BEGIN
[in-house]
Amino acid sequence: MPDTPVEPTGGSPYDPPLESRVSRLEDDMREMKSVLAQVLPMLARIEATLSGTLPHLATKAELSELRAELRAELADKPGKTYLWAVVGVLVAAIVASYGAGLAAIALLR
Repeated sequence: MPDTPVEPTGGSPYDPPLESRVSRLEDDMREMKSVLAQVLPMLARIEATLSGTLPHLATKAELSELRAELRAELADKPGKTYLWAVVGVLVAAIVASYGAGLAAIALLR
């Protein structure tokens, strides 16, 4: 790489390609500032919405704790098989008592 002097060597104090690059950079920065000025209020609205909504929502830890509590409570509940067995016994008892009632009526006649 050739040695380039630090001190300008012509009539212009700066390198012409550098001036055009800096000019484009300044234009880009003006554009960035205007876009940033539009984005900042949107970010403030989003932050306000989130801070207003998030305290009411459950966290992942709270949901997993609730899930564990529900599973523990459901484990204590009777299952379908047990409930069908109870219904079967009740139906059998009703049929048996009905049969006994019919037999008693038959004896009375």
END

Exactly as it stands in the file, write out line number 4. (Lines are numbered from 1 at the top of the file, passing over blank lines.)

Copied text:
């Protein structure tokens, strides 16, 4: 790489390609500032919405704790098989008592 002097060597104090690059950079920065000025209020609205909504929502830890509590409570509940067995016994008892009632009526006649 050739040695380039630090001190300008012509009539212009700066390198012409550098001036055009800096000019484009300044234009880009003006554009960035205007876009940033539009984005900042949107970010403030989003932050306000989130801070207003998030305290009411459950966290992942709270949901997993609730899930564990529900599973523990459901484990204590009777299952379908047990409930069908109870219904079967009740139906059998009703049929048996009905049969006994019919037999008693038959004896009375």